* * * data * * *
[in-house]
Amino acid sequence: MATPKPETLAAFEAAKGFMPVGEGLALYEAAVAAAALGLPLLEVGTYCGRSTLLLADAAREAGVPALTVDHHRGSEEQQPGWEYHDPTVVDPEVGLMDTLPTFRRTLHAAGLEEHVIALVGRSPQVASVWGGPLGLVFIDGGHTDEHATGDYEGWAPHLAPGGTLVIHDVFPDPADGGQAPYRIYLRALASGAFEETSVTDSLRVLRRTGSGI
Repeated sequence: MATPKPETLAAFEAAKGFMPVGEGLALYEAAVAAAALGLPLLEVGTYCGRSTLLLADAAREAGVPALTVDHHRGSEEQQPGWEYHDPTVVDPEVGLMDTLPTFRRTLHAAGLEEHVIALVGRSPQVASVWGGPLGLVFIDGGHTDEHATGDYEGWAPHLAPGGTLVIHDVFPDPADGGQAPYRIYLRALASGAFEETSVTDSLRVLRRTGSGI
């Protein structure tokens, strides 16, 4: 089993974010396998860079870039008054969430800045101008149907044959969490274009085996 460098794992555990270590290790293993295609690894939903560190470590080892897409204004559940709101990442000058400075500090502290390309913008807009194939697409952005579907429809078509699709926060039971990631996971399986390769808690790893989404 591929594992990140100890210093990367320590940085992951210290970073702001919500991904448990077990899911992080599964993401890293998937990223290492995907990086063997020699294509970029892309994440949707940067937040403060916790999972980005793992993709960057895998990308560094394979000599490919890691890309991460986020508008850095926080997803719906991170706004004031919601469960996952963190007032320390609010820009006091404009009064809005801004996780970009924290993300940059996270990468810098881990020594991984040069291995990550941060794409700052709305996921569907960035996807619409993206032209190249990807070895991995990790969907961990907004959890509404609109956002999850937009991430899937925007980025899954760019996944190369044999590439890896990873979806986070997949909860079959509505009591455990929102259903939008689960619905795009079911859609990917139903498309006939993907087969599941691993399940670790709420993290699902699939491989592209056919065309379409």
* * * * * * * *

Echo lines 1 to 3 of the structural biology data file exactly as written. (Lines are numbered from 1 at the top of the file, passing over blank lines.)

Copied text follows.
[in-house]
Amino acid sequence: MATPKPETLAAFEAAKGFMPVGEGLALYEAAVAAAALGLPLLEVGTYCGRSTLLLADAAREAGVPALTVDHHRGSEEQQPGWEYHDPTVVDPEVGLMDTLPTFRRTLHAAGLEEHVIALVGRSPQVASVWGGPLGLVFIDGGHTDEHATGDYEGWAPHLAPGGTLVIHDVFPDPADGGQAPYRIYLRALASGAFEETSVTDSLRVLRRTGSGI
Repeated sequence: MATPKPETLAAFEAAKGFMPVGEGLALYEAAVAAAALGLPLLEVGTYCGRSTLLLADAAREAGVPALTVDHHRGSEEQQPGWEYHDPTVVDPEVGLMDTLPTFRRTLHAAGLEEHVIALVGRSPQVASVWGGPLGLVFIDGGHTDEHATGDYEGWAPHLAPGGTLVIHDVFPDPADGGQAPYRIYLRALASGAFEETSVTDSLRVLRRTGSGI